The computer-based analysis, reported in The Times of London, showed that British test subjects took 1.2 seconds on average to speak reality in recent tests, while prevarications took 1.8 seconds.
The timed antagonistic response alethiometer test (Tara) was developed by Aiden Gregg, a psychologist at the University of Southampton. It involves questions answered on a computer using the keyboard, then an algorithm to see how users did. In 85 percent of cases, interviewees were slower when they lied. Gregg figures his approach could replace traditional lie detector methods, which he says criminals have caught onto.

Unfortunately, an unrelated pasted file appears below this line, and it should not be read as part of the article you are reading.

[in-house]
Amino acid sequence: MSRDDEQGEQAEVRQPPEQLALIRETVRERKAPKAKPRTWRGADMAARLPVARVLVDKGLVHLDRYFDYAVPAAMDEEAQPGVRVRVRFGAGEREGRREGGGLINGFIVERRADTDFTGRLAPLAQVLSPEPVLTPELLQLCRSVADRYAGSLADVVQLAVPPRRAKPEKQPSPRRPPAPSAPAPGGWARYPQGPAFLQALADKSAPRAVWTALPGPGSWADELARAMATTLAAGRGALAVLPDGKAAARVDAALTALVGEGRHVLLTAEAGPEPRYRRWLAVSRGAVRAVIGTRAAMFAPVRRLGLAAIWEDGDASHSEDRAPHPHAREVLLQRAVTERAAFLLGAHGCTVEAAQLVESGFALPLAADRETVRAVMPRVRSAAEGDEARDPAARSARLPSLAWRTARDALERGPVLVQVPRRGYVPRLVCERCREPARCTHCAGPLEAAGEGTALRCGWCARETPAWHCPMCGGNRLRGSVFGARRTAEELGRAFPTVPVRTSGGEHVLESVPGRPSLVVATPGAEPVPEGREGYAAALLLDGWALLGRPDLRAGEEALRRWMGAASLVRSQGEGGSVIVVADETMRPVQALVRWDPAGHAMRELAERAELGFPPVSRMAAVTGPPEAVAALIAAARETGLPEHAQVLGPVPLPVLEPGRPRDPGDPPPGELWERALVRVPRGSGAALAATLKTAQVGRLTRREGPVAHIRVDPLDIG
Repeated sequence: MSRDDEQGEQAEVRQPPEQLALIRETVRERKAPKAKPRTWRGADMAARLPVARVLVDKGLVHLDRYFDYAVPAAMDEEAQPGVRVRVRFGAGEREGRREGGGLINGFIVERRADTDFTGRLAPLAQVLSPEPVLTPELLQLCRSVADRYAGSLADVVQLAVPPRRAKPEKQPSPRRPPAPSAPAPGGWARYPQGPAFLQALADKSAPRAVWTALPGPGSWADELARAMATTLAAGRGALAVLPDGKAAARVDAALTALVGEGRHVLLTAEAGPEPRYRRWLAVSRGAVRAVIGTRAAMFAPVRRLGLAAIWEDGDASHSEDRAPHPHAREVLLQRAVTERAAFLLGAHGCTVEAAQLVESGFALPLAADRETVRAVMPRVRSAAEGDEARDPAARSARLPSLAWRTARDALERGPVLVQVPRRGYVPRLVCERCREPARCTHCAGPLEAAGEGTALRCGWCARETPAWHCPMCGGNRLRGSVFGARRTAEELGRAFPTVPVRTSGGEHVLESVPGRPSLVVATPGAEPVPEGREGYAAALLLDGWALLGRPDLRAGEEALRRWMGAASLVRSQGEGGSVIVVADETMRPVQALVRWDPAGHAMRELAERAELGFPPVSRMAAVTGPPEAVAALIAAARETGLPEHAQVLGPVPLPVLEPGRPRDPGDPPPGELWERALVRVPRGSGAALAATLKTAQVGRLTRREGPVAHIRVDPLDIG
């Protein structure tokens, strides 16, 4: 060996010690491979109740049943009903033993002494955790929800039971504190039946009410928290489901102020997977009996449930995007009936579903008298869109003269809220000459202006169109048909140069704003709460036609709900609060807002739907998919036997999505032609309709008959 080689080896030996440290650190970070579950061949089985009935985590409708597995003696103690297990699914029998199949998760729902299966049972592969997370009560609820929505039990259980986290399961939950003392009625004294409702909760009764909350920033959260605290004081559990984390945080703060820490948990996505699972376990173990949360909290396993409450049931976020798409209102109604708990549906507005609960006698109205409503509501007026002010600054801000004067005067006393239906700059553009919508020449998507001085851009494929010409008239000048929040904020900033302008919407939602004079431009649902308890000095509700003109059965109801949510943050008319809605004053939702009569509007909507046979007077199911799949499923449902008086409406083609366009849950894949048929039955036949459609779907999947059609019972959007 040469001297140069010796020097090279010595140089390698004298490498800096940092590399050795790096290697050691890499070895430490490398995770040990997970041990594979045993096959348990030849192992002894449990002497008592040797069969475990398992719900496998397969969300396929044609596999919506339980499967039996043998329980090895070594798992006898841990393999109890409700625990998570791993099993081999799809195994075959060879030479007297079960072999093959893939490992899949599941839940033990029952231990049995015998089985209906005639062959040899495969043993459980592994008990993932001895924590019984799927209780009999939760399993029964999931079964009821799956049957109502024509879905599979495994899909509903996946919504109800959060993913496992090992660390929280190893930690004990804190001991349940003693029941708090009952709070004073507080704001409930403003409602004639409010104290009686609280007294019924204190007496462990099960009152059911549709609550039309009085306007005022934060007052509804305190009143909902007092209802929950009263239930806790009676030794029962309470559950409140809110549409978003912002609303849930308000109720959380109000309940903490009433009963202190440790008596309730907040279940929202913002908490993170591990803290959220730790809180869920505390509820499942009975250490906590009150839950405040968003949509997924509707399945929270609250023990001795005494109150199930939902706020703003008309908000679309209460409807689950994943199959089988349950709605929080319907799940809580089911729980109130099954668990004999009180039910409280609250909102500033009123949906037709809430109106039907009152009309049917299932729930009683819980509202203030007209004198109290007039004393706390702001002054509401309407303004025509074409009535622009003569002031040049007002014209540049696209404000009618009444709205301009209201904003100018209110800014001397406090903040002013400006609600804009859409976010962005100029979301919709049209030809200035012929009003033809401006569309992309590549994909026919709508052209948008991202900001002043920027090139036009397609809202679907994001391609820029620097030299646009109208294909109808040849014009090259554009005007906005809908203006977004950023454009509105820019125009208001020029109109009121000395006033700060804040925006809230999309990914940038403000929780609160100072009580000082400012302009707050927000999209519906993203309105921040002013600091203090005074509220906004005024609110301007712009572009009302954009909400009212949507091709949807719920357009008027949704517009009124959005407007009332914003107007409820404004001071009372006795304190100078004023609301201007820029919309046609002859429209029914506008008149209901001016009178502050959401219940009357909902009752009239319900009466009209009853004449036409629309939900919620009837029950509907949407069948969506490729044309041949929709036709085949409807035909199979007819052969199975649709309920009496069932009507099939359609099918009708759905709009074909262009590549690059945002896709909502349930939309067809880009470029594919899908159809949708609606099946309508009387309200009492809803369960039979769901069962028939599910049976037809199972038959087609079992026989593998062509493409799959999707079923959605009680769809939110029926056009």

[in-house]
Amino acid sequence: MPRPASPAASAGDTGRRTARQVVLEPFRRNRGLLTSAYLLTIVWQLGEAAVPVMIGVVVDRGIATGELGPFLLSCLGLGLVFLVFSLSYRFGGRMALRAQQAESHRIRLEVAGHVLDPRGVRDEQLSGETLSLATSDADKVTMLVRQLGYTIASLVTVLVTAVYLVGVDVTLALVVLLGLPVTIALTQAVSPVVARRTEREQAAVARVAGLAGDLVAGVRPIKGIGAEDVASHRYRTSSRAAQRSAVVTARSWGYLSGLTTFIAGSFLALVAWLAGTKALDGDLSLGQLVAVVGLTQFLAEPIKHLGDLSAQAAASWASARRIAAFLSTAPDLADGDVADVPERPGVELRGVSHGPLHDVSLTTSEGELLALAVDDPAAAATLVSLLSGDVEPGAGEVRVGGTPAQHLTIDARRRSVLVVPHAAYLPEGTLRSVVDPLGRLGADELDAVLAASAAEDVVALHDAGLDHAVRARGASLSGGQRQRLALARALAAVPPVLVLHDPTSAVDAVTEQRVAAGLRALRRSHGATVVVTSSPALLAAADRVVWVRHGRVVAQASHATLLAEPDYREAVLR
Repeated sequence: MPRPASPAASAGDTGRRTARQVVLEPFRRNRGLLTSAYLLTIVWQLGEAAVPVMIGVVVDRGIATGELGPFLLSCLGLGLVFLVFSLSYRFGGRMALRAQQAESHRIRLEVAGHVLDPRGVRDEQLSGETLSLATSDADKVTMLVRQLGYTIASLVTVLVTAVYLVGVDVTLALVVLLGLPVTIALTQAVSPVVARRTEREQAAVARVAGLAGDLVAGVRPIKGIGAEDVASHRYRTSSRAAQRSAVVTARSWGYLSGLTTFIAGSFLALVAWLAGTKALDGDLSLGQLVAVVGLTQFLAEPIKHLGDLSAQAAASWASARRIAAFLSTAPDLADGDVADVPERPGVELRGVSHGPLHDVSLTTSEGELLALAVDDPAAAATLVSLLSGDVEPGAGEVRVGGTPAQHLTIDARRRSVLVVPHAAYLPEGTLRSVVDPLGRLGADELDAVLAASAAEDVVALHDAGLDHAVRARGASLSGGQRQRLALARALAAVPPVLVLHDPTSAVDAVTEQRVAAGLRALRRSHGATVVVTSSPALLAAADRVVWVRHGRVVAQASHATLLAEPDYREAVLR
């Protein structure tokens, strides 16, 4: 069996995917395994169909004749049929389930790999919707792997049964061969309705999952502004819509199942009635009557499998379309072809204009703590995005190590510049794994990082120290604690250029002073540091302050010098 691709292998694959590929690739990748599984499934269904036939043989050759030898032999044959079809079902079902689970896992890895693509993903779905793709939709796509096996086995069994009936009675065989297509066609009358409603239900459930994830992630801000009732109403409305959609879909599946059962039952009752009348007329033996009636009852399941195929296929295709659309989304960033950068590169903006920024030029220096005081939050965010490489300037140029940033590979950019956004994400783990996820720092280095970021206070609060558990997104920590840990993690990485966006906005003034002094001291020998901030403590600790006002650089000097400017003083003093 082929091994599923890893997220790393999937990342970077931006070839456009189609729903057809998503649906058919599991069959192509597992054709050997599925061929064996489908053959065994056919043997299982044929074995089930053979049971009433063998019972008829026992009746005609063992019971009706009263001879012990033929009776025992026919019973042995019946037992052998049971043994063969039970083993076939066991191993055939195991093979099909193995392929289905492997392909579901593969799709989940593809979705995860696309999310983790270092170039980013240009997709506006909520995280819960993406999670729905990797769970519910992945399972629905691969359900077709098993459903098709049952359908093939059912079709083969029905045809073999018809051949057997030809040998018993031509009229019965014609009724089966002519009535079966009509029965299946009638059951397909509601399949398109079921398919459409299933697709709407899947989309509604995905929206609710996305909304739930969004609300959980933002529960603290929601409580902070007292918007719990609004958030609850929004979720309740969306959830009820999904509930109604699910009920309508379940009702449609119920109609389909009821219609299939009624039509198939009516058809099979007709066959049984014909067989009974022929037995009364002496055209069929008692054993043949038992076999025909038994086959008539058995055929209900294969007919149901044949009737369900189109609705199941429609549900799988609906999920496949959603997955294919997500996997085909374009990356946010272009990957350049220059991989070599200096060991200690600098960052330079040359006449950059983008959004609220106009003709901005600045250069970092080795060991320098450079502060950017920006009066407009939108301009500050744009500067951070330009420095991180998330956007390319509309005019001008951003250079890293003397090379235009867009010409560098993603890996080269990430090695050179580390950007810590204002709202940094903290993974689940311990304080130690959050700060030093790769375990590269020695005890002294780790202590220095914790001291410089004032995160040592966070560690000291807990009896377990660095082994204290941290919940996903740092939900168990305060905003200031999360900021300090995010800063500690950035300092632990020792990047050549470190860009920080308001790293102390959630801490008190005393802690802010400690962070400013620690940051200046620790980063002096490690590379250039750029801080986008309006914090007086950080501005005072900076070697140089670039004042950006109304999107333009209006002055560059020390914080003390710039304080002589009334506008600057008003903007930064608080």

“Habitual liars heard that people look away when telling lies, so they stare directly into your eyes,” he said.
A polygraph is not a lie detector, as LiveScience’s Bad Medicine Columnist Christopher Wanjek has explained. A polygraph detects physiological expressions associated with lying in some people, such as a racing heart and sweaty fingers. The determination of truth vs. falsehood is subjective, and polygraph examiners are often wrong. The National Academy of Sciences tested the traditional lie detector in 2002 and concluded “polygraph tests can discriminate lying from truth telling at rates well above chance, though well below perfection.”
The Times reports that the U.S. government is considering using Tara.